News & Stories

Jianxin Bao, Ph.D.

NIH Funds NEOMED Tinnitus Researcher

Tinnitus affects millions in the United States, and yet as of today, there is no treatment for this uncomfortable and disruptive hearing impairment. Northeast Ohio Medical University researcher Jianxin Bao, Ph.D., a professor in the Department of Anatomy and Neurobiology and a member of the Hearing Research focus area, has spent his 20-year career looking for a treatment. Now, as the Principal Investigator on a research proposal for Gateway Biotechnology, Inc., a company he co-founded, Dr. Bao has received a major boost from the federal government.

Gateway Biotechnology, Inc., has been awarded a Small Business Innovation Research Grant (SBIR) grant of $972,613 from the National Institute on Deafness and Other Communications Disorders (a division of the National Institutes of Health) for further research and development on tinnitus prevention and treatment. A second year of cost support, subject to the availability of funds and satisfactory progress of the project, was recommended in the amount of $1,207,345.

The project goal is to develop a drug to treat and prevent tinnitus.

“Millions of people in the United States live with tinnitus and noise-induced hearing loss every day, so I am pleased to see this federal investment in research and development that can improve the lives of so many people,” said Ohio Congressman Tim Ryan in a statement announcing the award. “This is a great example of government providing the necessary investments needed for finding lasting solutions for hearing-impaired individuals.”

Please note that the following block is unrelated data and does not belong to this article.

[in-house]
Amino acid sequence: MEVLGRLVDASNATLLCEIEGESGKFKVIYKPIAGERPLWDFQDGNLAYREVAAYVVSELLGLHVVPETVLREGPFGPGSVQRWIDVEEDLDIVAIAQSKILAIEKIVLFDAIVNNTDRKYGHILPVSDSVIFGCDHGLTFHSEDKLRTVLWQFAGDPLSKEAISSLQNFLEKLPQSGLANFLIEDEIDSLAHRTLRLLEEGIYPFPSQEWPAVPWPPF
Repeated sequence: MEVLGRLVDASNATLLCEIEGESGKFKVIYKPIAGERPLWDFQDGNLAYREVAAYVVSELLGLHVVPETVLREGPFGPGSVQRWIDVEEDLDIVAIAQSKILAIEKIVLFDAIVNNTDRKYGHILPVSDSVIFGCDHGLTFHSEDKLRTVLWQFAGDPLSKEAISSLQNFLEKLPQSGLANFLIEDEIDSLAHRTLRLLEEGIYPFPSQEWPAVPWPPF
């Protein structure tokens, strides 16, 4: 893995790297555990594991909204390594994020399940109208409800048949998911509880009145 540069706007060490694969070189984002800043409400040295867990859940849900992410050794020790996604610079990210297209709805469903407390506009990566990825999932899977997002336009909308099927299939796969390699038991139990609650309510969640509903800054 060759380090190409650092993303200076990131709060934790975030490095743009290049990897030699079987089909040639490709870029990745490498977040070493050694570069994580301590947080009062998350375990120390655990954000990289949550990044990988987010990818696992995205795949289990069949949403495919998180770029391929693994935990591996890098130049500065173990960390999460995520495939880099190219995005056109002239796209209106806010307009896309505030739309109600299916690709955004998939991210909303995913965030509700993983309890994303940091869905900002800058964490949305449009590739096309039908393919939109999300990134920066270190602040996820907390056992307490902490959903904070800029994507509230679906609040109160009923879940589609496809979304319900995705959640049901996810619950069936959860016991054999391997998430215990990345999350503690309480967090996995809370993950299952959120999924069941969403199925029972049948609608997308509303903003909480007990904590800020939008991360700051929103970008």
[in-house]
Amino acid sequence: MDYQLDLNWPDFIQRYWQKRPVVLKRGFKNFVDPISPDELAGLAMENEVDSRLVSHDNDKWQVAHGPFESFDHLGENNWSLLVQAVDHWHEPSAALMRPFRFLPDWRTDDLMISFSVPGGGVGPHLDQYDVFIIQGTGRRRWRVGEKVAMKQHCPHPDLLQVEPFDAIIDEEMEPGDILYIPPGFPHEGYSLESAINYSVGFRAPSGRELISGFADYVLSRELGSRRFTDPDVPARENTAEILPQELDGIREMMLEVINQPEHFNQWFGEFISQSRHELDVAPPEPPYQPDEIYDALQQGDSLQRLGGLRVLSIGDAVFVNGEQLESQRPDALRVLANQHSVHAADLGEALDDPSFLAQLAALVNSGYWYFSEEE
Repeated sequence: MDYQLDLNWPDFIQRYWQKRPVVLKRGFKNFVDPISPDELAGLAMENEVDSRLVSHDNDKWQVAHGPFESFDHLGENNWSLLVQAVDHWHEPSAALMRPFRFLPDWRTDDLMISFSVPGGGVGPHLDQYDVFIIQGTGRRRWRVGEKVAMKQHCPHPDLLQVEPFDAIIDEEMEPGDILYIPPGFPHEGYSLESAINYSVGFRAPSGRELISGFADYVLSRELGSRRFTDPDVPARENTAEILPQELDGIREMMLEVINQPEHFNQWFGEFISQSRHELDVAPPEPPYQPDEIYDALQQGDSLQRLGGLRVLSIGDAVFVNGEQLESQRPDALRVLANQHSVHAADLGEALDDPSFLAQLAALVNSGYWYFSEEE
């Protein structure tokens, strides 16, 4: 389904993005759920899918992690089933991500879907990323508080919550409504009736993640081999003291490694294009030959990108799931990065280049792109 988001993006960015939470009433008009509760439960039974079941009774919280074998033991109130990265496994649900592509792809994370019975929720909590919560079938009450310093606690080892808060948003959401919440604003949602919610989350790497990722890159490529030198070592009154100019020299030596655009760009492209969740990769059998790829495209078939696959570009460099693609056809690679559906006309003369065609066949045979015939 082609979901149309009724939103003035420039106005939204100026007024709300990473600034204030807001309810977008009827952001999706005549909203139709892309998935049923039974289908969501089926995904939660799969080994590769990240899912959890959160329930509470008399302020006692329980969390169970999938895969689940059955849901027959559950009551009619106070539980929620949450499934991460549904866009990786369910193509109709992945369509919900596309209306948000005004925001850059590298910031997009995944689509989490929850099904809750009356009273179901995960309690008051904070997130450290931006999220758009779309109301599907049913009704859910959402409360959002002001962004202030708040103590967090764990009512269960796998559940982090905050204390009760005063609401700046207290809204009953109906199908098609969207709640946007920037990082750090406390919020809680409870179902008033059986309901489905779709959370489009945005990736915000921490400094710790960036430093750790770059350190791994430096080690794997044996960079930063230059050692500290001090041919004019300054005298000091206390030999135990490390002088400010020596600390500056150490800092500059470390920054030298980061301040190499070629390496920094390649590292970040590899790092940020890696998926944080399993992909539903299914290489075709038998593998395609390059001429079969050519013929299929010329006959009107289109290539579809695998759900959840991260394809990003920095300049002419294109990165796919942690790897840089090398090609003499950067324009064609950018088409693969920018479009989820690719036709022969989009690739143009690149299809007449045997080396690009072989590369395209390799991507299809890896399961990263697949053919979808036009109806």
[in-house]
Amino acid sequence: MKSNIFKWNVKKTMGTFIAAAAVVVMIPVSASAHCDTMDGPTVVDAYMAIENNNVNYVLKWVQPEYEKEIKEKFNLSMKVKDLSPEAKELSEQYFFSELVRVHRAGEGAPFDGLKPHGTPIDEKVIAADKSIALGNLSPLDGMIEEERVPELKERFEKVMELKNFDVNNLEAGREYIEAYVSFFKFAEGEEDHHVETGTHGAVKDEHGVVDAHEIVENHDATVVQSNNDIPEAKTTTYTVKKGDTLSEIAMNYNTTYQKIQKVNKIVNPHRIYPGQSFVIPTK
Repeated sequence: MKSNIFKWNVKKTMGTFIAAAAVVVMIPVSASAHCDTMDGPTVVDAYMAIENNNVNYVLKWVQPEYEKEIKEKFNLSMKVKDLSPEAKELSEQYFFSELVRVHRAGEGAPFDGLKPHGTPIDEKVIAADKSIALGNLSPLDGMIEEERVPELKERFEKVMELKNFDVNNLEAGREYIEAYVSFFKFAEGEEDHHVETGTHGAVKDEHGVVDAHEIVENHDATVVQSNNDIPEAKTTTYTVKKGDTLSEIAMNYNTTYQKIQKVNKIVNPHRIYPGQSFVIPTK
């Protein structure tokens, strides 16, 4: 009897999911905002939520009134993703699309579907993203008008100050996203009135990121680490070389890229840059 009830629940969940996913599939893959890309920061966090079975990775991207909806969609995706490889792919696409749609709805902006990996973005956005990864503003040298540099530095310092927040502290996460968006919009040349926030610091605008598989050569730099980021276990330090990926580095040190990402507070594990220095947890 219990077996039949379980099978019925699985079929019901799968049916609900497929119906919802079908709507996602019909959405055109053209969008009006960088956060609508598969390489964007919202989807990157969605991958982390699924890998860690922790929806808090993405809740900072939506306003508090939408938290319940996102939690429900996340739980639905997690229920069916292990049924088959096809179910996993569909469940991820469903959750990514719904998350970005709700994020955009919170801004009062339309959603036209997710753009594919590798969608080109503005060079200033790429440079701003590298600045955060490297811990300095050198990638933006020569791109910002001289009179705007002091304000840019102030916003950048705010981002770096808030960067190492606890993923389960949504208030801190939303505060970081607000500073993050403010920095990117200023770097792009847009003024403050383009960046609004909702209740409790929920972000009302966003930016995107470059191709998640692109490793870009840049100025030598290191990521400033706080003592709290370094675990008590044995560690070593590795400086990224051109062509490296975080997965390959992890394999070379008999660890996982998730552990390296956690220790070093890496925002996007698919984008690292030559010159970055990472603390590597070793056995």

Dr. Bao joined NEOMED almost seven years ago, with the goal of establishing a translational research program. His company, Gateway Biotechnology, Inc, has been a client of the Research, Entrepreneurship, Discovery and Innovation Zone (REDIZone®), NEOMED’s biotechnology business incubator, since 2015. Dr. Bao has partnered with co-investigators from both basic research and clinical fields to identify drug candidates for tinnitus. One drug candidate for preventing noise-induced hearing loss, funded by the U.S. Army, is now in a clinical phase II trial at sites in St. Louis, Missouri, and Akron, Ohio.

Widespread need

Jianxin Bao, Ph.D.The National Institute for Occupational Safety and Health (NIOSH), a division of the Centers for Disease Control and Prevention (CDC), calls occupational hearing loss the most common work-related injury in the United States. An estimated $242 million is spent annually on worker’s compensation for hearing loss disability.

Dr. Bao cites’s statistics that tinnitus is the number one disability among veterans, noting that it affects at least one in every 10 American adults. The noise of gunfire, machinery and aircraft are among the contributors, according to the website, which states that nearly 1.5 million veterans receive disability benefits for tinnitus.

In addition to his work as a researcher, Dr. Bao teaches neuroscience courses to students in the NEOMED College of Graduate Studies, including in the Biomedical Sciences graduate program, a partnership between NEOMED and Kent State University.